Keywords: Brachial plexus, stinger, burner (PubMed Search)
Transient brachial plexopathies aka Burners and Stingers
Brachial plexus injuries are the most common peripheral nerve injuries seen in athletes.
49-65% of all college football players have experienced at least one burner with a 87% recurrence rate.
Injuries most commonly occur at C5-C6 but may involve any root level.
3 Mechanisms: Commonly due to
1) Traction caused by lateral flexion of the neck away from the involved side
2) Compression of the upper plexus between shoulder pads and scapula
3) Nerve compression caused by neck hyperextension and ipsilateral rotation.
CC: Burning or numbness in the neck, shoulder and/or arm
Symptoms are UNILATERAL and tend to usually last seconds to minutes
Symptoms are reproduced by the Spurling maneuver.
Function gradually returns from the proximal muscle groups to the distal muscle groups.
Because most burners are self-limited, the most important goal is to rule out an unstable cervical injury.
Keywords: Iliopsoas, tendonitis, syndrome (PubMed Search)
Iliopsoas tendonitis and Iliopsoas Syndrome
Keywords: Meralgia Paresthetica, lateral hip pain (PubMed Search)
Meralgia Paresthetica - caused by entrapment of the lateral femoral cutaneous nerve (LFCN)
The LFCN is responsible for sensation of the anteriorlateral thigh.
NOTE* It has no motor component!
Associated with pregnancy, wearing tight pants, belts, girdles, and in diabetic and obese patients.
Symptoms include numbness, paresthesias and pain (not weakness). Worse w walking, standing. Better w sitting.
Diagnosis is clinical but may be confirmed with nerve conduction studies
Treatment includes, NSAIDs, injection and surgery for refractory cases.
Keywords: Tendon, laceration (PubMed Search)
A reasonable approach to all tendon lacerations is to close the wound and splint in the hand in the position of function until the patient can be seen by a hand surgeon in the next 1-3 days. These injuries do not require immediate surgical repair.
Wheeless Textbook of Orthopaedics. http://www.wheelessonline.com/ortho/extensor_tendon_lacerations
Keywords: Tendon Laceration (PubMed Search)
Hand lacerations need to be carefully explored in order to determine whether there is an associated tendon laceration. These can be be difficult to find unless a systematic approach is followed:
Future pearls will cover techniques on how to repair tendon lacerations. Stay tuned.
Keywords: Gout, pseudogout, NSAIDS, Steroids (PubMed Search)
Gout treatment considerations
Treatment is directed to relieve pain and inflammation
NSAIDs, steroids and narcotics are the mainstays of treatment. All 3 should be used in combination.
Aspirin should be avoided as it may increase uric acid levels
Note: not in prevention doses (81mg) in treatment doses (325-650mg q4h)
NSAIDs and steroids take time to be effective. Provide appropriate analgesia with oral narcotic medication for short term relief
Don't forget the benefit of splinting a "hot" joint (the ankle or wrist for example)
NSAIDs: Use may be limited in the elderly and in those on coumadin or with peptic ulcer disease. 5-7 days of treatment is usually sufficient. Indomethacin is most commonly used (50 mg TID, which may be tapered to 25 mg TID after 3 days)
Steroids: Likely more effective than NSAIDs. Oral prednisolone is more effective than naproxen (1). Use prednisone 30-50 mg for 3-5 days without tapering (as we use for asthma). May be useful to supplement with NSAIDs on the tail end to prevent a rebound flare. If tapping the joint consider intraarticular steroids. If there is concern for medical noncompliance with oral steroids consider IM steroids (triamcinolone 60mg or methylprednisolone).
1) Janssens, The Lancet, 2008 May;371(1):1854-60.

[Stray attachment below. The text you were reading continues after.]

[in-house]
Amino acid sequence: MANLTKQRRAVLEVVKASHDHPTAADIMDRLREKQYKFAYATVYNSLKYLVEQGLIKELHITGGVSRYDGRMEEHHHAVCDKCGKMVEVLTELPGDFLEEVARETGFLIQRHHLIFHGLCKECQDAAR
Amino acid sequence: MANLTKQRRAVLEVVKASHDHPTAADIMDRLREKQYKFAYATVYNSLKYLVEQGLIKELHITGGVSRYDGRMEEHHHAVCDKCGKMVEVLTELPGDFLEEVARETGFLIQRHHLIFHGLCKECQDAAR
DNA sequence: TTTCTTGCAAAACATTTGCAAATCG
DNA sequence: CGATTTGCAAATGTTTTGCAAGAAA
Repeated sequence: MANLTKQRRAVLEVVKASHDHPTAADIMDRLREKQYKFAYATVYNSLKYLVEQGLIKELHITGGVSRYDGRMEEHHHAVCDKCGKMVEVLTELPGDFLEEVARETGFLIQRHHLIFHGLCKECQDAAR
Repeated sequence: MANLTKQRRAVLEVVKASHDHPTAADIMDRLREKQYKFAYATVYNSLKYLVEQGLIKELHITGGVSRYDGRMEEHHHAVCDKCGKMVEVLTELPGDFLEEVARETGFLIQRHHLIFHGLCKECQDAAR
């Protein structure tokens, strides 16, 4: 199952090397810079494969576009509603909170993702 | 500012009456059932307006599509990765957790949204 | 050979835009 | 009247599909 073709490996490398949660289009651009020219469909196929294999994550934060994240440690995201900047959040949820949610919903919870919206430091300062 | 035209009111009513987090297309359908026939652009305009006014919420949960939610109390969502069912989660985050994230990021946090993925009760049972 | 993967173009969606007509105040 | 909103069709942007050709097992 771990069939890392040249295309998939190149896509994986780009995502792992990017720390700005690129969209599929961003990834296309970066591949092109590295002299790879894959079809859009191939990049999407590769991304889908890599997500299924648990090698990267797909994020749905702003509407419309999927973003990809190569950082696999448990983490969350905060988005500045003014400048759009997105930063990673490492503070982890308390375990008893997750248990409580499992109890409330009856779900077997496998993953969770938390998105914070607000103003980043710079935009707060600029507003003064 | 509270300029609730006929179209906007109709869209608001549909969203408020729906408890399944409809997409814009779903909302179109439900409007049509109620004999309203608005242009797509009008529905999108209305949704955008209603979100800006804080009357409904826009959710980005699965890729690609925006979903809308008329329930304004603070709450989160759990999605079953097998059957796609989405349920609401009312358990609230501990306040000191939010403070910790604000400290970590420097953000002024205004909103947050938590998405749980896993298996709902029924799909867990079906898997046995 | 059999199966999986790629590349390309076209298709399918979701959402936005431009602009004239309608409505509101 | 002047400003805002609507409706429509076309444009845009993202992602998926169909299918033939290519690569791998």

2) Alloway, J Rheumatol. 1993 Jan;20(1):111-3.
Keywords: Gout (PubMed Search)
Gout Part 2
Man CY, Cheung IT, Cameron PA, Rainer TH. Comparison of oral prednisolone/paracetamol and oral indomethacin/paracetamol combination therapy in the treatment of acute gout like arthritis: a double-blind, randomized, controlled trial. Ann Emerg Med. 2007;49:670-677.
Keywords: Knee Dislocation, Prosthetic (PubMed Search)
Knee dislocations are uncommon, and prosthetic knee dislocations even rarer. Some general facts about prosthetic knee dislocations are:
Wang CJ, Wang HE. Dislocation of total knee arthroplasty: a report of 6 cases with 2 patterns of instability. Acta Orthop Scand 1997;68:282-285.
Stiehl JB, Komistek RD, Dennis DA, et al. Fluoroscopic analysis of kinematics after posterior-cruciate-retaining knee arthroplasty. J Bone Joint Surg Br 1995;77:884-889.
Keywords: Gout, uric acid (PubMed Search)
GOUT part 1
Gout is an inflammatory arthritis that classically affects the first metatarsal phalangeal joint
Gout prefers cool ambient temperature hence gouty tophi prefer the great toe (one of the coldest parts of the body) and avoids "warmer" joints such as the hip and shoulder.
Remember that gout can affect other joints as well (elbow, wrist, knee and ankle) and can cause painful bursitis and tendonitis
Multiple joints can be involved simultaneously (leading to confusing with RA and OA)
The involved joint will often be red, hot, swollen and very painful leading to easy confusion with cellulitis and or a septic arthritis
Diagnose gout by demonstrating monosodium urate crystals in the synovial fluid.
**Remember previous pearl by Dr. Bond regarding the coexistence of gout with septic joint**
Serum uric acid levels are commonly elevated but can be normal or even low
Use caution with this test because asymptomatic hyperuricemia is much more common than gout
Talar Neck Fractures
Have a high rate of avascular necrosis (AVN), nonunion, and arthritis. Almost all require ORIF
Keywords: nerve entrapment, ulnar nerve, elbow (PubMed Search)
Cubital Tunnel Syndrome aka Radial Tunnel Syndrome
Keywords: apophysitis, overuse injuries, heel pain, achilles (PubMed Search)
Sever's disease ,aka calcaneal apophysitis, is a common overuse injury in the pediatric and adolescent population.
Occurs secondary to traction of the calcaneus that most often occurs in young athletes (8-12 yo)
-Avg. age of presentation is 11 years 10 months in boys & 8 years 8 months in girls
-Repetitive traction to the weaker apophysis, induced by the pull of the Achilles on its insertion
Hx: Heel pain that increases with activity (running, jumping).